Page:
Fast forward a few more years. Married my best friend- we met at a failed startup. More roles, wider responsibility. Patterns kept emerging- ‘Don’t think so big, don’t care so much.” I didn’t want to be part of an engine solving a problem in a predefined way. This was not how I wanted to spend my life. And this was not the model I wanted to show my sons.

Again, line in the sand, “No.”

I started a company. I saw a problem, and I was driven to fix it. Again, a lot of negativity, this is not the ‘supposed to’ path. “Why do you think you will succeed?” “What makes you think you can do this?” These are not questions you only get from investors. They are also questions you get from family, from friends.

“My life is my choices.”

“But doesn’t that scare the hell out of you- I mean don’t you want security and stability? I mean do you know what is going to happen next what if it doesn’t work out?”

Hmm. I have the skill of adapting. I have the skill of constantly learning. I have the skill of building a network of colleagues and friends. I have the skill of giving and of listening. I can solve problems and create new opportunities. I will make this work, as I always have.

For women who are caught in the struggle- I empathize.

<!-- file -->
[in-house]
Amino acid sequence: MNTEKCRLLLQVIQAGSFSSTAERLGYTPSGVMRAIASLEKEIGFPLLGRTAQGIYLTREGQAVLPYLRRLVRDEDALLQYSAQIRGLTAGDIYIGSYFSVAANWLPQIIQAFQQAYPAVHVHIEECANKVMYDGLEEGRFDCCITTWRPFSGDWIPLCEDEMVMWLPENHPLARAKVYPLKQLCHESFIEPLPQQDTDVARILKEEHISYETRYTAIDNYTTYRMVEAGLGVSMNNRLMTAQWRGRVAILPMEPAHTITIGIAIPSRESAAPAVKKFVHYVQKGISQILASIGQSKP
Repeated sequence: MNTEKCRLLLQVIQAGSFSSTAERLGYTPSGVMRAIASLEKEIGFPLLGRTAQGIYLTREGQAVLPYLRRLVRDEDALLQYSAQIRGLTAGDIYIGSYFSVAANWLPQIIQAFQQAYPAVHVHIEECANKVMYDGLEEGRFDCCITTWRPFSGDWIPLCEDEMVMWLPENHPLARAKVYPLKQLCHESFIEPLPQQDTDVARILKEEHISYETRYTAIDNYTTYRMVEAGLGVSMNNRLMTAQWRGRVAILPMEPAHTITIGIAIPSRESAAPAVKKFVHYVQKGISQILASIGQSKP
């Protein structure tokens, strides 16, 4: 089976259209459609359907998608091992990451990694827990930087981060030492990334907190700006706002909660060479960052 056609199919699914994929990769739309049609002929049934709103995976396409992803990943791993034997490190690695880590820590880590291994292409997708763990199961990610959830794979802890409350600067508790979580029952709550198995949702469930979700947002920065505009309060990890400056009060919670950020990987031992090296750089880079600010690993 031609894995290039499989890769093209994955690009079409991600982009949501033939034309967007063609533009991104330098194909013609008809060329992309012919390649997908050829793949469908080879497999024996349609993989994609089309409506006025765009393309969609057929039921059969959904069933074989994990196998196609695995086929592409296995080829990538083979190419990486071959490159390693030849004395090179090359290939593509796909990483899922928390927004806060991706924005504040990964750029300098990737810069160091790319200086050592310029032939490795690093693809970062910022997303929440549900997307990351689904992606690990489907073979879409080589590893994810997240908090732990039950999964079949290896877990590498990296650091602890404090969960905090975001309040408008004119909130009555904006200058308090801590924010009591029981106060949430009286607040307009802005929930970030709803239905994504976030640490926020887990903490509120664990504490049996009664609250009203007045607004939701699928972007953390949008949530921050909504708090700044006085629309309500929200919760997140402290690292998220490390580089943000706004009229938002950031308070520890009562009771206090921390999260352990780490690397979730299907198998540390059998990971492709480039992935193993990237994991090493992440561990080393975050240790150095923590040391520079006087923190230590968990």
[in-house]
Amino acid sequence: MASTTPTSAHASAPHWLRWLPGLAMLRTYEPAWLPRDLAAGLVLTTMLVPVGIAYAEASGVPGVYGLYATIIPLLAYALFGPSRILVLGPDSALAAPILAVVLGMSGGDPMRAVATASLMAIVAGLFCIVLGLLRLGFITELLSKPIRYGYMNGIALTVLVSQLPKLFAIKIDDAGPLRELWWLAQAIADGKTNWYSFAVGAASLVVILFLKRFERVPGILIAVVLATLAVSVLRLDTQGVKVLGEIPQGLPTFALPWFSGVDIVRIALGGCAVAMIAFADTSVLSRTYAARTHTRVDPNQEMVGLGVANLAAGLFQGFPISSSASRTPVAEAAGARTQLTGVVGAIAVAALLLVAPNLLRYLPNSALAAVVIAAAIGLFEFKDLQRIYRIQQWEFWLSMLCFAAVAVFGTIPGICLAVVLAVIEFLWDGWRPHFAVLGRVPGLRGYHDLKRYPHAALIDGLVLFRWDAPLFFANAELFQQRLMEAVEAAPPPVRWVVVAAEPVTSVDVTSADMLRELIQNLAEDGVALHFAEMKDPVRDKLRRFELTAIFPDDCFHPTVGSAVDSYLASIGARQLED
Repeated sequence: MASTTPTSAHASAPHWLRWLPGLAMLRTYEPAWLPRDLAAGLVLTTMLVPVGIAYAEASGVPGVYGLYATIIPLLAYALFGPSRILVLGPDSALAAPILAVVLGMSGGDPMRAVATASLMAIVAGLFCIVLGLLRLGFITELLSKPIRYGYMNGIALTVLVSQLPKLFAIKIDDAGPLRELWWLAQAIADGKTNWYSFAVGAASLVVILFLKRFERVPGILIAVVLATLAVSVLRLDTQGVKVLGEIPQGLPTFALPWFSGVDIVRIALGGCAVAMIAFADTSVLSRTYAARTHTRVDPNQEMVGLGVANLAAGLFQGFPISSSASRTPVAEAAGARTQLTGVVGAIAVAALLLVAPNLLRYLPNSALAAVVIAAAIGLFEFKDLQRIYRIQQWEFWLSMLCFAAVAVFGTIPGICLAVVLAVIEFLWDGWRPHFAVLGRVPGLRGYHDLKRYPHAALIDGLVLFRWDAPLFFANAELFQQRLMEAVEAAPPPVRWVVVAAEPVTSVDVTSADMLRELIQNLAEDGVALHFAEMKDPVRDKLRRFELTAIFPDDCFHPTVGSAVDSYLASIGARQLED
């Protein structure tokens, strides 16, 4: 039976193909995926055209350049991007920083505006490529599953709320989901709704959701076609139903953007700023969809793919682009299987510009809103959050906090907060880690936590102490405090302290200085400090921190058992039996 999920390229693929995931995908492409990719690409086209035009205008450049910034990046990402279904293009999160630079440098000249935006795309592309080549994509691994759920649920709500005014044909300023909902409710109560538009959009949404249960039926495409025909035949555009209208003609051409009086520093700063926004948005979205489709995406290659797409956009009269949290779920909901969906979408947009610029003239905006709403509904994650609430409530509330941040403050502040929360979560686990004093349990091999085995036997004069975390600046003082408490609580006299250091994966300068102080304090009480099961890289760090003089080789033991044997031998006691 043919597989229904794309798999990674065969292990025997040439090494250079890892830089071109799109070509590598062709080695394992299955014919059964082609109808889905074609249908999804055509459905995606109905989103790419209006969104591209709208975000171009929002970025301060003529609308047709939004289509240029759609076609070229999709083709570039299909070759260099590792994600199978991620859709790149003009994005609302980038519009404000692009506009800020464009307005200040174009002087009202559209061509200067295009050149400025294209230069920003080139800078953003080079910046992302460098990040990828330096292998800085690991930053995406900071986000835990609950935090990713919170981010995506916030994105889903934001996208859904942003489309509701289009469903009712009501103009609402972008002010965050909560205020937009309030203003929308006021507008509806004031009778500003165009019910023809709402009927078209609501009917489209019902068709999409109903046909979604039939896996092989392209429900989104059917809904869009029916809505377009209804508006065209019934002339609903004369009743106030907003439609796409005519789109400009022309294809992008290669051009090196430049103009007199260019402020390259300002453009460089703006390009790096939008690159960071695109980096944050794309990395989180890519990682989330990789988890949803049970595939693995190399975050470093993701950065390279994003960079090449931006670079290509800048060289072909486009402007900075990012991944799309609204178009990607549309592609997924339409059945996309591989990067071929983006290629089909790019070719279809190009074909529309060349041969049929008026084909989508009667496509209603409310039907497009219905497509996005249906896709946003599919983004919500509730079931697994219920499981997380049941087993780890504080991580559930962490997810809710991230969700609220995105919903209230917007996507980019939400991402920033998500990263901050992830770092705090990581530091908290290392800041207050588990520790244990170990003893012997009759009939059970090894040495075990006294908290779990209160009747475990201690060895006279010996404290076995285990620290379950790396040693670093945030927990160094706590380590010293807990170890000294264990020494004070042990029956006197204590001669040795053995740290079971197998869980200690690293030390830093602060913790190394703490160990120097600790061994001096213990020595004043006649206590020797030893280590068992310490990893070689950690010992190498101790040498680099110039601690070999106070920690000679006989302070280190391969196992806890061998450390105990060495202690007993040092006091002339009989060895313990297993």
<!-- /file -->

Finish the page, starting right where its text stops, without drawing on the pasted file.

It is not easy to go forward. Don’t focus on what frustrates you, focus on what you can do to move forward. Folks will judge your choices, this hurts a lot. Especially when they make unkind or untrue assumptions. You learn to weather that. You learn that you -can- go forward. Every day you have choices. Every day you can make them to define your path.

It is doable. And you are not alone in doing it. You are not without other women who want to see you succeed, and who will help you in the effort for getting there. Grit earns respect, and in the company of women, our shared persistence is the thread that weaves us together.



13 votedvote

Opting Out. Opting In.

In five years, 40% of the American workforce will be made up of freelancers. As our personal and work lives are becoming more and more intertwined, many women (including me) grapple daily with thoughts about staying home full-time with children. Now that my youngest is in pre-school, I worry that this is my last chance.

For many reasons, mostly financial, it was not possible for me to stay at home with my children. I can’t begin to describe the feelings I had when my maternity leave ended and I had to go back to work after each of my boys was born.

When I started AboutOne, I wanted my company to have a more family friendly culture than the one I’d experienced in my corporate job. That’s why we created the Comeback Mom program for women (and men) who have taken a break from their careers, either to stay home with their children or become caregivers for elderly parents, and are looking for a way to transition back into the workforce.